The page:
As my feet found solid dry ground tor side of all the obstacles, the sun shone as if in celebration of the achievement. I had made it to Hen tor!
I perched on an outcrop of the tor, like one of my beloved crows surveying the view. It was breath-taking. It was freedom. I had visited every tor I could see far into the distance. This one had completed the gap in a giant dot to dot. There was a familiarity that only comes with a sense of home. Time spent on this land is marked in my heart.
Unlike a crow, I could not fly back over the boggy ground that brought me here but there was no rush. I poured another cuppa and savoured the moment, still captivated by the views.
Returning over the marsh proved slightly more challenging. As I paused on a slab of granite to check my direction, tiny bubbles of air escaped to the surface from beneath the rock. Curious yet concerned, I vouched to keep moving, finding relief when once again I stood on solid ground.
My feet now knew the way back, leaving my eyes at liberty to explore my surroundings without intention. I walked back soaking up every wonder, like a child, content and intrigued by what exists in their immediate world.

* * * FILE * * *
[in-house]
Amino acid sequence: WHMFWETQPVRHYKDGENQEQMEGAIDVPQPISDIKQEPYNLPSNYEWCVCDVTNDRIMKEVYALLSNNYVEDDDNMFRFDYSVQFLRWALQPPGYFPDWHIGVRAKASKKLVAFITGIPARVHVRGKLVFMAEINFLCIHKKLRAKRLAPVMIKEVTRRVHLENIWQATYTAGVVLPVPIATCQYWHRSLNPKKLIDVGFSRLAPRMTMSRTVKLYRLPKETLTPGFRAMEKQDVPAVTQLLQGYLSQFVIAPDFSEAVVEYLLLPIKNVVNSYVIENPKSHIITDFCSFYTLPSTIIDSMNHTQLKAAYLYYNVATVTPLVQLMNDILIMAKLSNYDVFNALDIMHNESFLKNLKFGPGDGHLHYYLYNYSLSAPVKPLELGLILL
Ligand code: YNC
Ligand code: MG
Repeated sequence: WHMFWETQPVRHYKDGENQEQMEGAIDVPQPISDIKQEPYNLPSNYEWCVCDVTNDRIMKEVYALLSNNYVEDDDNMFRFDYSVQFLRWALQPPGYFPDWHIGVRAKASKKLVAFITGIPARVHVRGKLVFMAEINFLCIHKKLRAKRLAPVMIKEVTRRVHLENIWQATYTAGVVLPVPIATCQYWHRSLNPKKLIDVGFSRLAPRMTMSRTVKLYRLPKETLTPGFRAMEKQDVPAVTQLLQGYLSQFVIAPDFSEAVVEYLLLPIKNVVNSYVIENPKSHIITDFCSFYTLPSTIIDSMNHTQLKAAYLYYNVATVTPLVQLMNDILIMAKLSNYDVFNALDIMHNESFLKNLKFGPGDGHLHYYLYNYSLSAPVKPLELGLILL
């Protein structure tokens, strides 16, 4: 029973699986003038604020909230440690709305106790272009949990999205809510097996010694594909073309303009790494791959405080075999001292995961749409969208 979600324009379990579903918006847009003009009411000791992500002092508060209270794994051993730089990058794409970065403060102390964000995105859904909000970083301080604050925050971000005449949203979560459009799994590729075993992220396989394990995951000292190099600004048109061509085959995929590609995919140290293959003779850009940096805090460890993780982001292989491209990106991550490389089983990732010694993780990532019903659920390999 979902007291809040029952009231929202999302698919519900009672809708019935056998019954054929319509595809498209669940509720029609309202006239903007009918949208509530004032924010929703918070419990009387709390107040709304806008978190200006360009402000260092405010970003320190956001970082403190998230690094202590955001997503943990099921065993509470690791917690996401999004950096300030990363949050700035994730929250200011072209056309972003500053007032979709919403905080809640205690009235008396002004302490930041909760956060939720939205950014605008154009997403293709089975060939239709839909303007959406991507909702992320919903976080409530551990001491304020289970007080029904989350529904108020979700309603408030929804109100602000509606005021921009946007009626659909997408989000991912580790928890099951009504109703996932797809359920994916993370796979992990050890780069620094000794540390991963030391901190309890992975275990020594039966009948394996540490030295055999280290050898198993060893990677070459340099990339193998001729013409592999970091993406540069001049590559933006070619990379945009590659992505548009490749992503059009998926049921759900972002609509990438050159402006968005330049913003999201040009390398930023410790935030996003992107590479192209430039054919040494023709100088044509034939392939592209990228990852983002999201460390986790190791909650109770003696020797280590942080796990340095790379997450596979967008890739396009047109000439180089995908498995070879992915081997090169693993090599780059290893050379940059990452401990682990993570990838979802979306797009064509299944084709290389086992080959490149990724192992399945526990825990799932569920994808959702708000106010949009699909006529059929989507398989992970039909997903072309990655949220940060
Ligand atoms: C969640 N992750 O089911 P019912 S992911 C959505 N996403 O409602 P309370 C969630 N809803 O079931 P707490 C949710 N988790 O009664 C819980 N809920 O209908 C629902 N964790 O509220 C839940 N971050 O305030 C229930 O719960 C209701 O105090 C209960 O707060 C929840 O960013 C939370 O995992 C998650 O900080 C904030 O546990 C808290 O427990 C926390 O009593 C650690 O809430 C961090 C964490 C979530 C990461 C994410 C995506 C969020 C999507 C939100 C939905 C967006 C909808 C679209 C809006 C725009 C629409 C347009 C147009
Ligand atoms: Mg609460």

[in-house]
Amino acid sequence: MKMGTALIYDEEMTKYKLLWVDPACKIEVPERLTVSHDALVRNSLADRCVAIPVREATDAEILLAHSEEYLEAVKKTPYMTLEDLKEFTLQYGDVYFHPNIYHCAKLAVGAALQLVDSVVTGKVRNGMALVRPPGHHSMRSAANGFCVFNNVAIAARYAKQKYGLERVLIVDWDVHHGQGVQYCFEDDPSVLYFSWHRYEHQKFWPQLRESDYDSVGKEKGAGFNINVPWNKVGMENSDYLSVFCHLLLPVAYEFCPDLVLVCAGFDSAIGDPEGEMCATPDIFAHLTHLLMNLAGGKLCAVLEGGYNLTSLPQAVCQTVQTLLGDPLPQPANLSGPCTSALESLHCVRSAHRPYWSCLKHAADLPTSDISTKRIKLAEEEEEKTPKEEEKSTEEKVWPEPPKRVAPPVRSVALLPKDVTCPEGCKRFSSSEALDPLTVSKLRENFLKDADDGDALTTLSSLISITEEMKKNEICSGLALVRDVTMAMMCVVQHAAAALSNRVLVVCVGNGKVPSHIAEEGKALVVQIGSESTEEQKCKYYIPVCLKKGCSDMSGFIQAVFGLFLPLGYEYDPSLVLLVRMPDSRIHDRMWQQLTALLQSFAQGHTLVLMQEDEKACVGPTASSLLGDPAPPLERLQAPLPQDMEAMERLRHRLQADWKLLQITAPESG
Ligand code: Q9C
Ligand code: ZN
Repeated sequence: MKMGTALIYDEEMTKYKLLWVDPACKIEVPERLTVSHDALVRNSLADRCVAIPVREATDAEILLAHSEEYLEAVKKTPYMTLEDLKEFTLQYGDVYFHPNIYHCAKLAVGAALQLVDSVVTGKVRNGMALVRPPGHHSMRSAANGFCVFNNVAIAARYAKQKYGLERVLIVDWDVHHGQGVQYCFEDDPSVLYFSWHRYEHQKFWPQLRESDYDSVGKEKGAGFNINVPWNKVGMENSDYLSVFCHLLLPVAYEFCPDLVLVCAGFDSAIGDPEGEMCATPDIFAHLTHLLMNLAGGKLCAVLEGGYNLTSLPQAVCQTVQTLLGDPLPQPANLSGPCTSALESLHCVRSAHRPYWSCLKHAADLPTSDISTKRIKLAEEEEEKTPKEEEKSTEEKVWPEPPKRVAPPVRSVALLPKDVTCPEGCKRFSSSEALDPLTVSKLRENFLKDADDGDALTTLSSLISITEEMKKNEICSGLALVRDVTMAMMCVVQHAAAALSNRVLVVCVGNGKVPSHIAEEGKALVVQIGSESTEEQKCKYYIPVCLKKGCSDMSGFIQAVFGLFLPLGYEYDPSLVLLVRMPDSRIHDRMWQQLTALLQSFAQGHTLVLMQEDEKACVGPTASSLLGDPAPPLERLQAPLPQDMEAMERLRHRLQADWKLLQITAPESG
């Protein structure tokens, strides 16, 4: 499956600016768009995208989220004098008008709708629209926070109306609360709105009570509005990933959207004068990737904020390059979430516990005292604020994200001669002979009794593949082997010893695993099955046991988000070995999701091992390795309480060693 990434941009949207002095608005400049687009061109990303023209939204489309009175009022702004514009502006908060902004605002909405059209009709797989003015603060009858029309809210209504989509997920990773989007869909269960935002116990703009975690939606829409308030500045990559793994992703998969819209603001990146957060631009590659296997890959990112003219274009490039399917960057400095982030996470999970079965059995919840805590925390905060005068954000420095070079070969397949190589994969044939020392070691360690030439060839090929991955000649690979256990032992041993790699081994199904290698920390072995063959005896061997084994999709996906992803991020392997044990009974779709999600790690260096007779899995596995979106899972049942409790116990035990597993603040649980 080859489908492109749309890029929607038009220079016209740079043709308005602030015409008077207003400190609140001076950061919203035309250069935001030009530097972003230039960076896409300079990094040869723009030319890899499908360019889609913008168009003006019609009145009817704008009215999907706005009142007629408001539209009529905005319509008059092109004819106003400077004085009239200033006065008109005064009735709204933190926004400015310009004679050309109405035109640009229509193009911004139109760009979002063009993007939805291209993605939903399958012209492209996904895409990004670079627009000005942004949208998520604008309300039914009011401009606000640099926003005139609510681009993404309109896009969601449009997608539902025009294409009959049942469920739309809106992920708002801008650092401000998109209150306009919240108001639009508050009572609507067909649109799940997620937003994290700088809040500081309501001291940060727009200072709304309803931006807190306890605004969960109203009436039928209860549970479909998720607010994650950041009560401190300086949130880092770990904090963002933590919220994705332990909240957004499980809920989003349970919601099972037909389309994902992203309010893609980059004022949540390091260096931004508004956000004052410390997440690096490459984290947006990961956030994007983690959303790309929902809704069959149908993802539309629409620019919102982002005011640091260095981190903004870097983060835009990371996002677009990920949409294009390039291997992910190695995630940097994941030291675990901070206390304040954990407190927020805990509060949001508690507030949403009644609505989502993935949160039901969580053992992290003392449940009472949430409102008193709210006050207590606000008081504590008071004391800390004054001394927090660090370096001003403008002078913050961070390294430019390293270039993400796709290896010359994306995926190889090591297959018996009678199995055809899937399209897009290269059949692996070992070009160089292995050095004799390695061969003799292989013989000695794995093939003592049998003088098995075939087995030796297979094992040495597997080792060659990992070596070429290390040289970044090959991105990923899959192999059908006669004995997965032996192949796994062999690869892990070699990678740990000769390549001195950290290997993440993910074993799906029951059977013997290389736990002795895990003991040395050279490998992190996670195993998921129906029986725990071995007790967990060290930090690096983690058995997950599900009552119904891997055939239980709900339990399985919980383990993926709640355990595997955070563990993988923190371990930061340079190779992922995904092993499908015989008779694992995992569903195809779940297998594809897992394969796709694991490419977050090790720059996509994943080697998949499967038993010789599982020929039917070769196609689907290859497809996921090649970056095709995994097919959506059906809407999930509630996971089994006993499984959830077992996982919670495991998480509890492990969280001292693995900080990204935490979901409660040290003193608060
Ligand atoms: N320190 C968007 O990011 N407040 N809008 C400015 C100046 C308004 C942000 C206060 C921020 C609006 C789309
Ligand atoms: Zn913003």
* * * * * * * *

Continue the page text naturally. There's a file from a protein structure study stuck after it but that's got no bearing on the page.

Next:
Walking solo creates a certain intimacy with the land, space, and elements of nature. The connection is not a passive admiration but rather a relationship. It is interactive and will transform you if you let it. Similarly to how I read the land to navigate my path, the land seems to have wisdom to read me. It inspires me to be the best I can be, without speaking a word. It challenges me, so I know where to find my inner strength and resilience. It calms my soul with a sense of belonging and fills my heart with love. I cannot name what causes such magic, I just know, with a smile of certainty, that it is, and it does.
As dusk pulled in, I could feel the surrender of the day. I sat by the river absorbing the tranquillity of just being.